After briefly stirring into life as Covid restrictions were lifted, companies and entire economies are again stepping on the brakes as they brace for yet another “current situation.” At the same time, the pandemic has only increased the dependence on web-based systems in all walks of life and business. With attacks mounting, web security is paramount – but how do you maintain and improve it despite the inevitable cost-cutting?
Security is not a luxury
If you’re anything like me, you’re likely sick and tired of seeing phrases like “in these uncertain times” or “due to the current situation” everywhere since the start of Covid. So to start with a quote from Simon Sinek: all times are uncertain. Yes, the global economy is trending downwards; yes, geopolitical instability is the greatest in many decades; and yes, cyberattacks are relentlessly accelerating to take advantage of the chaos. These are no longer uncertain times but the new facts of life, so organizations need to adjust and keep going – which includes not only keeping an eye on their costs but also minimizing security risks.
As we heard from customers at this year’s RSA Conference, enterprises are fully aware of the need for web application security – now the only question is how to do it. Not long ago, AppSec was treated as a nice-to-have that could be put on hold in tougher times, and we certainly saw a lot of that during the Covid slowdown. The current economic downturn, however, is expected to last for years, so waiting it out is not a realistic option. Realizing this, organizations are reframing their approach to application security, looking for ways to stay secure in the long run despite tightening purse strings. For many, that means doing less security while making it cheaper and more effective.
Separating security testing from development is expensive
The idea that security is something you can simply bolt on comes from the world of on-premises networking, where a tight perimeter defense based on firewalls has always been the most secure approach. But there is no way to build a watertight perimeter around a web application, especially as technology stacks and deployment models evolve rapidly and become ever more distributed across cloud environments. While web application firewalls (WAFs) exist and should be part of any AppSec toolbox, their purpose is to block specific attacks and give you time to fix an underlying vulnerability, not to serve as your primary line of defense. The best way to minimize security risk in the long run is to deliver applications with no known vulnerabilities – which means lots and lots of testing.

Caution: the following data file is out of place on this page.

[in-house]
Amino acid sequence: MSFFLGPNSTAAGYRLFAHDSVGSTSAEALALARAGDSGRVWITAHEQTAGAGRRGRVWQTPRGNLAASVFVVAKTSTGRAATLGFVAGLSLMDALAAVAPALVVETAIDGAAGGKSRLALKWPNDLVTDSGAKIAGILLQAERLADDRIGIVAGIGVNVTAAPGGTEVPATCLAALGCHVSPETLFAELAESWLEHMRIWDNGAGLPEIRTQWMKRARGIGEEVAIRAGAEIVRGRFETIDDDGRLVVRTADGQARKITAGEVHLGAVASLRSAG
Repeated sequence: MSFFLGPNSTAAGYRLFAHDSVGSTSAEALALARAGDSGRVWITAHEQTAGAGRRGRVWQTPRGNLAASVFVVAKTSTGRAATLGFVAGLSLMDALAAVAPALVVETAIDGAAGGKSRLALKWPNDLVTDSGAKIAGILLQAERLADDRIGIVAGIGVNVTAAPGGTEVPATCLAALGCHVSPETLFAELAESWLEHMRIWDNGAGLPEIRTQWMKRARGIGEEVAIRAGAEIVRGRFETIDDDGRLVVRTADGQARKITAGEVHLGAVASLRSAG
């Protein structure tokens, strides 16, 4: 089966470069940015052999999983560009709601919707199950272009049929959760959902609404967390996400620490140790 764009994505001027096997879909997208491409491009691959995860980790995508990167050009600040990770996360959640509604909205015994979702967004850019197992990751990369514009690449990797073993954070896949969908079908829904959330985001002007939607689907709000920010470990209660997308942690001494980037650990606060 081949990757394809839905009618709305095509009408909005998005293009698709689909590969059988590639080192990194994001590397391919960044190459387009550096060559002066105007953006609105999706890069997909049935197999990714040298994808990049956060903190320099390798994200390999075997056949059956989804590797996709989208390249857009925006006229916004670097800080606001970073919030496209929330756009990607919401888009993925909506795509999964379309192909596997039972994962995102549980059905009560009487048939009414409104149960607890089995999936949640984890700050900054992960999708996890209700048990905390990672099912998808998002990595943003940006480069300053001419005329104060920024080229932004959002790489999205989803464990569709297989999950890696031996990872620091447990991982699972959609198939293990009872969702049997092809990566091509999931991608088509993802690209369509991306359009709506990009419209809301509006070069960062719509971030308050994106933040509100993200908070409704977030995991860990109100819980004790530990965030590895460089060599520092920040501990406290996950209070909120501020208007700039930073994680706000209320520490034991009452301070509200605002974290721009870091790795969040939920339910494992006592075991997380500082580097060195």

The days of relying only on external penetration testing for your application security are more or less gone, especially in large organizations that build and run their own software. Typically, internal security teams are charged with running and maintaining various security testing solutions, triaging security issues, and keeping an eye on remediation efforts. All too often, the same teams are also handling network and systems security, with routine application security testing inevitably given a lower priority than day-to-day firefighting.
Keeping security testing separate from development makes it slow and costly both to run tests and to remediate security defects, even assuming that your application security testing tools don’t generate extra work in the form of false positives. Coupled with internal friction and delays from inefficient communication between the developers and security engineers, this can reinforce the misconception that security is an anchor for innovation and cost center for the company. Besides the disturbing fact that this causes development teams to skip some or all security testing when time is tight, it also puts security in the front row when budget-holders deal out the cost cuts.
Making security a sustainable part of software quality